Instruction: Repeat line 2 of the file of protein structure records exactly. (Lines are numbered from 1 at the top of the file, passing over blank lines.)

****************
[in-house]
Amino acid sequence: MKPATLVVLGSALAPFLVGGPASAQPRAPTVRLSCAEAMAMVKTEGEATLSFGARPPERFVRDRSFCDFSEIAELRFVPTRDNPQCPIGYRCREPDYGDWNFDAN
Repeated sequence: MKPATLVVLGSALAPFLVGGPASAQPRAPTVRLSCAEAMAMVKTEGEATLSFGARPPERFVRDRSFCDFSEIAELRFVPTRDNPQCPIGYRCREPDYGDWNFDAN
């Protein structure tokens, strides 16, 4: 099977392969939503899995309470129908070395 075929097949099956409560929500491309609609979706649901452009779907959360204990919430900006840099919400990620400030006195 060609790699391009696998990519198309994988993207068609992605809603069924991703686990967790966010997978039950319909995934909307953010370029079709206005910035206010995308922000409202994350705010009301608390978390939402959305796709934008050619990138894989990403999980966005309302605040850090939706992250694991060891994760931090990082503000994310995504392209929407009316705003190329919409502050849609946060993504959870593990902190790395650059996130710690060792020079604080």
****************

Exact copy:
Amino acid sequence: MKPATLVVLGSALAPFLVGGPASAQPRAPTVRLSCAEAMAMVKTEGEATLSFGARPPERFVRDRSFCDFSEIAELRFVPTRDNPQCPIGYRCREPDYGDWNFDAN